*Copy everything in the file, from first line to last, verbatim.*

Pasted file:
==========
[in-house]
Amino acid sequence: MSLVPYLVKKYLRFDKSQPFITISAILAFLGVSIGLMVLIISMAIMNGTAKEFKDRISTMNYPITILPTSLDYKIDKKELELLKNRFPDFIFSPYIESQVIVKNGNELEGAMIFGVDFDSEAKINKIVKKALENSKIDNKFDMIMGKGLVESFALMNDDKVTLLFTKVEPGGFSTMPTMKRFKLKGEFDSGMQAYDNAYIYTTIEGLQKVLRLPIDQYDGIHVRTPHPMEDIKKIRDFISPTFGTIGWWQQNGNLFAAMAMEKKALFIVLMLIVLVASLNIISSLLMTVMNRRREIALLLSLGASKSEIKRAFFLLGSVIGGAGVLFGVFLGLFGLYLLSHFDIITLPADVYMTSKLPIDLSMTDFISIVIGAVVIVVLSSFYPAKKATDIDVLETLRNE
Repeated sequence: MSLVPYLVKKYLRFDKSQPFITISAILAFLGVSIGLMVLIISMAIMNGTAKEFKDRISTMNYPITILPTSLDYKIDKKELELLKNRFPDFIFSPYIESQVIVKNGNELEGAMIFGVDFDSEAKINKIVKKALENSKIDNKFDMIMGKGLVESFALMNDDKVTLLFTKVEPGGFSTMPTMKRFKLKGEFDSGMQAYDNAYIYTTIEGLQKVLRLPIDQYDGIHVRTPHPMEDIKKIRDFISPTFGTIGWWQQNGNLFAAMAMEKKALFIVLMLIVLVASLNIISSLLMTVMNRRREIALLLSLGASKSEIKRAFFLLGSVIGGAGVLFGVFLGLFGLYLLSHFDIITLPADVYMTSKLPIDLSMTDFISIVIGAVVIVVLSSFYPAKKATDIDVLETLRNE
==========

[in-house]
Amino acid sequence: MSLVPYLVKKYLRFDKSQPFITISAILAFLGVSIGLMVLIISMAIMNGTAKEFKDRISTMNYPITILPTSLDYKIDKKELELLKNRFPDFIFSPYIESQVIVKNGNELEGAMIFGVDFDSEAKINKIVKKALENSKIDNKFDMIMGKGLVESFALMNDDKVTLLFTKVEPGGFSTMPTMKRFKLKGEFDSGMQAYDNAYIYTTIEGLQKVLRLPIDQYDGIHVRTPHPMEDIKKIRDFISPTFGTIGWWQQNGNLFAAMAMEKKALFIVLMLIVLVASLNIISSLLMTVMNRRREIALLLSLGASKSEIKRAFFLLGSVIGGAGVLFGVFLGLFGLYLLSHFDIITLPADVYMTSKLPIDLSMTDFISIVIGAVVIVVLSSFYPAKKATDIDVLETLRNE
Repeated sequence: MSLVPYLVKKYLRFDKSQPFITISAILAFLGVSIGLMVLIISMAIMNGTAKEFKDRISTMNYPITILPTSLDYKIDKKELELLKNRFPDFIFSPYIESQVIVKNGNELEGAMIFGVDFDSEAKINKIVKKALENSKIDNKFDMIMGKGLVESFALMNDDKVTLLFTKVEPGGFSTMPTMKRFKLKGEFDSGMQAYDNAYIYTTIEGLQKVLRLPIDQYDGIHVRTPHPMEDIKKIRDFISPTFGTIGWWQQNGNLFAAMAMEKKALFIVLMLIVLVASLNIISSLLMTVMNRRREIALLLSLGASKSEIKRAFFLLGSVIGGAGVLFGVFLGLFGLYLLSHFDIITLPADVYMTSKLPIDLSMTDFISIVIGAVVIVVLSSFYPAKKATDIDVLETLRNE